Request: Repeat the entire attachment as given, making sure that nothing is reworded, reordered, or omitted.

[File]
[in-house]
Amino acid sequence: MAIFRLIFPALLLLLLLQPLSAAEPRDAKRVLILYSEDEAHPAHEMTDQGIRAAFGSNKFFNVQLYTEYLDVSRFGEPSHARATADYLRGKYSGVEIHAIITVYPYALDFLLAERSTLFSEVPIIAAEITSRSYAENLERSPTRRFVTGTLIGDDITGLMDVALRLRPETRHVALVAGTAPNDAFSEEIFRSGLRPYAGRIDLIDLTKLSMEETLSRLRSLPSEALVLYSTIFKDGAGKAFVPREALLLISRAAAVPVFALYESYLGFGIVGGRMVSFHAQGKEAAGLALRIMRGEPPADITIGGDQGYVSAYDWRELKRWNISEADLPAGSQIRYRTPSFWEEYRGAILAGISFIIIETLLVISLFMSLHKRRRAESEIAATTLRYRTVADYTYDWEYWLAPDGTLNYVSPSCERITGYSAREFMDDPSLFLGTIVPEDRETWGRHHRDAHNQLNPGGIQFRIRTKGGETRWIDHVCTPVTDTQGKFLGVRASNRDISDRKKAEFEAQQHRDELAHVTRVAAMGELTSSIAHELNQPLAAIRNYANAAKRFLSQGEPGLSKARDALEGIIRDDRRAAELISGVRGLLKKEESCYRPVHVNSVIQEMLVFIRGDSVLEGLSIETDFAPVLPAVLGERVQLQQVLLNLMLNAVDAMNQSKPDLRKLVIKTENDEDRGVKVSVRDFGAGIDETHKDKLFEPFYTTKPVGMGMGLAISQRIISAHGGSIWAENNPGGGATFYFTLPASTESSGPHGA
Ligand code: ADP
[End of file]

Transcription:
[in-house]
Amino acid sequence: MAIFRLIFPALLLLLLLQPLSAAEPRDAKRVLILYSEDEAHPAHEMTDQGIRAAFGSNKFFNVQLYTEYLDVSRFGEPSHARATADYLRGKYSGVEIHAIITVYPYALDFLLAERSTLFSEVPIIAAEITSRSYAENLERSPTRRFVTGTLIGDDITGLMDVALRLRPETRHVALVAGTAPNDAFSEEIFRSGLRPYAGRIDLIDLTKLSMEETLSRLRSLPSEALVLYSTIFKDGAGKAFVPREALLLISRAAAVPVFALYESYLGFGIVGGRMVSFHAQGKEAAGLALRIMRGEPPADITIGGDQGYVSAYDWRELKRWNISEADLPAGSQIRYRTPSFWEEYRGAILAGISFIIIETLLVISLFMSLHKRRRAESEIAATTLRYRTVADYTYDWEYWLAPDGTLNYVSPSCERITGYSAREFMDDPSLFLGTIVPEDRETWGRHHRDAHNQLNPGGIQFRIRTKGGETRWIDHVCTPVTDTQGKFLGVRASNRDISDRKKAEFEAQQHRDELAHVTRVAAMGELTSSIAHELNQPLAAIRNYANAAKRFLSQGEPGLSKARDALEGIIRDDRRAAELISGVRGLLKKEESCYRPVHVNSVIQEMLVFIRGDSVLEGLSIETDFAPVLPAVLGERVQLQQVLLNLMLNAVDAMNQSKPDLRKLVIKTENDEDRGVKVSVRDFGAGIDETHKDKLFEPFYTTKPVGMGMGLAISQRIISAHGGSIWAENNPGGGATFYFTLPASTESSGPHGA
Ligand code: ADP